Imparting complicated ideas as clearly as possible requires many tools of thought and communication, including emerging tools to facilitate "societal thinking" — especially cross-cultural dialogues that become metalogues whenever their focus is upon enhancing societal thinking. Some of the tools used by the Jurlandia website, such as dashes, are used quite differently in other languages; for example, Russian does not have "is" and therefore often uses a dash to impart what in English "is" imparts. But one of the main purposes of this website is to model good English-language writing, including punctuation, because English is attaining a special place within the emerging Ecology of Mind. Among its many assets, English is a language which (with the exception of dashes) travels well from one computer- or internet-mediated platform to another.

Two final points: First, Jurlandia essays often place quotation marks (called inverted commas in England) around a word or phrase when first introduced, followed by a definition or other contextual pointers regarding that word or phrase. It is not always clear where this device should be employed. This website probably errs on the side of overuse. It does so in hopes of combating the tendency towards "over concretization": thinking that maps are territories, names are the things or relationships named. I plan in due course to take up this subject — first introduced by Aristotle and recently advanced by Korzybski in far greater detail.

Second: I follow Friedrich A. Hayek and others in using initial capital letters for "Rule of Law" and similar fundamental concepts in order to denote that they are "elevated" terms of art. Not every "rule of law" reflects the Rule of Law. My initial-cap usage throughout the Jurlandia website reflects the crucial distinction, for example, between so-called "laws" and that fundamental Rule of Law by which any law or governmental action taken "under color of law" must be judged. In this regard, I think it illuminating to quote an early work by Hayek, Road to Serfdom (1944, 50th anniv. ed., Chicago, 1994):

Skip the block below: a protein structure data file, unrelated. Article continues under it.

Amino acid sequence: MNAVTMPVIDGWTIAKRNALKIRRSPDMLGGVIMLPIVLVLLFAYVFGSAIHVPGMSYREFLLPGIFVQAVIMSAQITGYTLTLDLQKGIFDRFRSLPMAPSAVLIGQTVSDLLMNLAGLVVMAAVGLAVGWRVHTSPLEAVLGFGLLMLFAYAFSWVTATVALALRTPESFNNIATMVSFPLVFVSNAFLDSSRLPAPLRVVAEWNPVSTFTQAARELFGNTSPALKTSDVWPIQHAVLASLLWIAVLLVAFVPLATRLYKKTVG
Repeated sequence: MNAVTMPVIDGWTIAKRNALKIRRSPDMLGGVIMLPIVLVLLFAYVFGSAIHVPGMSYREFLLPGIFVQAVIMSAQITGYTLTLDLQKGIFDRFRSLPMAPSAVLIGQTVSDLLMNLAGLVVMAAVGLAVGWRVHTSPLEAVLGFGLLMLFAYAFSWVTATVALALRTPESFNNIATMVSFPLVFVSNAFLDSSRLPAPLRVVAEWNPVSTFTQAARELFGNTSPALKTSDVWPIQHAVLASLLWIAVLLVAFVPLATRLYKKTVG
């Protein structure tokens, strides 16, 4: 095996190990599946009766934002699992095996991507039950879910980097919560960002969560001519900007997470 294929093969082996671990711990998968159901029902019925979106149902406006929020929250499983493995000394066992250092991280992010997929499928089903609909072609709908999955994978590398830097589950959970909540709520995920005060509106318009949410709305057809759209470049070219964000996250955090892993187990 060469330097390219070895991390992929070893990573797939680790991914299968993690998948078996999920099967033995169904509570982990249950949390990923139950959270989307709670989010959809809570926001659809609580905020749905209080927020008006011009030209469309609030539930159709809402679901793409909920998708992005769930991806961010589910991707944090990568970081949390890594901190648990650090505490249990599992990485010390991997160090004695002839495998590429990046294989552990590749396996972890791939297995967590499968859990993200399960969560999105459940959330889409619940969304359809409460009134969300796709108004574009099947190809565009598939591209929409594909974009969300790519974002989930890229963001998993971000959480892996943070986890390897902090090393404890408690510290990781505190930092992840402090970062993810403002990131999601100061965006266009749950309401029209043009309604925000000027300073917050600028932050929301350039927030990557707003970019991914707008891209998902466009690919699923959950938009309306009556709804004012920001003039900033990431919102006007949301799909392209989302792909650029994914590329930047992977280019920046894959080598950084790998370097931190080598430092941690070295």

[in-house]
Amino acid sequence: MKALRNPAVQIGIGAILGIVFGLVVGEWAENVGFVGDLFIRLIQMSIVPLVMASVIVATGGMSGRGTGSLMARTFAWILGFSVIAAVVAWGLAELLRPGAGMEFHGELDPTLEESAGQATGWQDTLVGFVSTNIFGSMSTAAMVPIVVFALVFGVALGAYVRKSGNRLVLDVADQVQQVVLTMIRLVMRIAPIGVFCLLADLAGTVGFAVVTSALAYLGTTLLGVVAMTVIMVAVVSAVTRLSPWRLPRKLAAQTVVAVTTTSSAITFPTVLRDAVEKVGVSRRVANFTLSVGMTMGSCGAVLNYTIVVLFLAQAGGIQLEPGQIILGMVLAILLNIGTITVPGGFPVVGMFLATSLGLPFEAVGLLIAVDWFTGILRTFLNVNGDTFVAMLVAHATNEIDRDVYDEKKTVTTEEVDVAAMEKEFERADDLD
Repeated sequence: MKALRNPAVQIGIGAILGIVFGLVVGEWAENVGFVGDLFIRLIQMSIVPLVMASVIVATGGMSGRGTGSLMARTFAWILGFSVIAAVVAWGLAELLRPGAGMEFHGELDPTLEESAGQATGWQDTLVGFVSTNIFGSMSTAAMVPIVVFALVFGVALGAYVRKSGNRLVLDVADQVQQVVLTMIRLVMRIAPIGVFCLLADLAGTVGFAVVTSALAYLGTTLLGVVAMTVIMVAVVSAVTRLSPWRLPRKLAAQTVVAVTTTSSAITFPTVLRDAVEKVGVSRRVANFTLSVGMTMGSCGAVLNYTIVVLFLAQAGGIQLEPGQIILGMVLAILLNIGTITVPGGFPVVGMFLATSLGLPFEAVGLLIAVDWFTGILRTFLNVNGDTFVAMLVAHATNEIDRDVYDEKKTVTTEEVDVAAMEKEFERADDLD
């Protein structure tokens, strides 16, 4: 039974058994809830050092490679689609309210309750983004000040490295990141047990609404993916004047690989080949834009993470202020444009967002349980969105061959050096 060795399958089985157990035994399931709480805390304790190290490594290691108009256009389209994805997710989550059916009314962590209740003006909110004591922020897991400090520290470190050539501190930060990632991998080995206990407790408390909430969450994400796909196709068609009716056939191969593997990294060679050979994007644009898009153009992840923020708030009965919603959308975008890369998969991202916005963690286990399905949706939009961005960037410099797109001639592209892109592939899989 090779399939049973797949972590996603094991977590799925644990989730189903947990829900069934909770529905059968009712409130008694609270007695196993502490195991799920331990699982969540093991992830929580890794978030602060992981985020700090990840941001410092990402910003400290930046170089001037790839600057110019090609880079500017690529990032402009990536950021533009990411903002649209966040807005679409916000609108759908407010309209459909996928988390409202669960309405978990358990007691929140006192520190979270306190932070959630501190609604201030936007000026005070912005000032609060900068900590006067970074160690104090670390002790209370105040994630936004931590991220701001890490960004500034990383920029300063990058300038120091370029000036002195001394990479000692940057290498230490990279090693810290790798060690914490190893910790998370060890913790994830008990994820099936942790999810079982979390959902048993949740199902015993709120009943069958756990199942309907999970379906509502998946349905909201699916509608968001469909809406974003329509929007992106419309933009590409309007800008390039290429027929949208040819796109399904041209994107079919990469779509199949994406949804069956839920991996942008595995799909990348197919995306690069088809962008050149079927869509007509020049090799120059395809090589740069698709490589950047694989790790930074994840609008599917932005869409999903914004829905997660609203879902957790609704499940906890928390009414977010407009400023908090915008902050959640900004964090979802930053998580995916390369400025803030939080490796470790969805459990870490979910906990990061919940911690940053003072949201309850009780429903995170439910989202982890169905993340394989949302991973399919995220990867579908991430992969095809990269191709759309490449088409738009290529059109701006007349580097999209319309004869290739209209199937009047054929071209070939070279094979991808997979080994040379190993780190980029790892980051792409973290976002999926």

Nothing distinguishes more clearly conditions in a free country from those in a country under arbitrary government than the observance in the former of the great principles known as the Rule of Law. Stripped of all technicalities, this means that government in all its actions is bound by rules fixed and announced beforehand — rules which make it possible to foresee with fair certainty how the authority will use its coercive powers in given circumstances and to plan one's individual affairs on the basis of this knowledge. Though this ideal can never be perfectly achieved, since legislators as well as those to whom the administration of the law is intrusted are fallible men, the essential point, that the discretion left to the executive organs wielding coercive power should be reduced as much as possible, is clear enough. While every law restricts individual freedom to some extent by altering the means which people may use in the pursuit of their aims, under the Rule of Law the government is prevented from stultifying individual efforts by ad hoc action. Within the known rules of the game the individual is free to pursue his personal ends and desires, certain that the powers of government will not be used deliberately to frustrate his efforts. [Hayek, Chapter 6, p. 80.]

The above includes the following footnote:

According to the classical exposition by A. V. Dicey in The Law of the Constitution (8th ed.), p. 198, the Rule of Law "means, in the first place, the absolute supremacy or predominance of regular law as opposed to the influence of arbitrary power, and excludes the existence of arbitrariness, of prerogative, or even of wide discretionary authority on the part of government.

I should note that, for Dicey, "regular law" is also a term of art. His "law of the constitution" is about a specific model, that of England, in which "the constitution" and "the rule of law" are essentially identical. They start with the 1215 Magna Charta, the "law of the land" by which "due process of law" is secured. In addition to that "absolute supremacy" of regular law, Dicey notes that there must be "equality before the law" and a recognition that "the law of the constitution … [is] not the source but the consequence of the rights of individuals." (p. 199)

Interestingly, while Dicey's text does not use initial-caps, his "side notes" accompanying the text do. His side note to page 198 is "Summary of meanings of Rule of Law" and his side note to page 199 is "Influence of 'Rule of Law' on leading provisions of the constitution." The first edition of Dicey's classic was published in 1885. The eighth and final edition was published in 1915.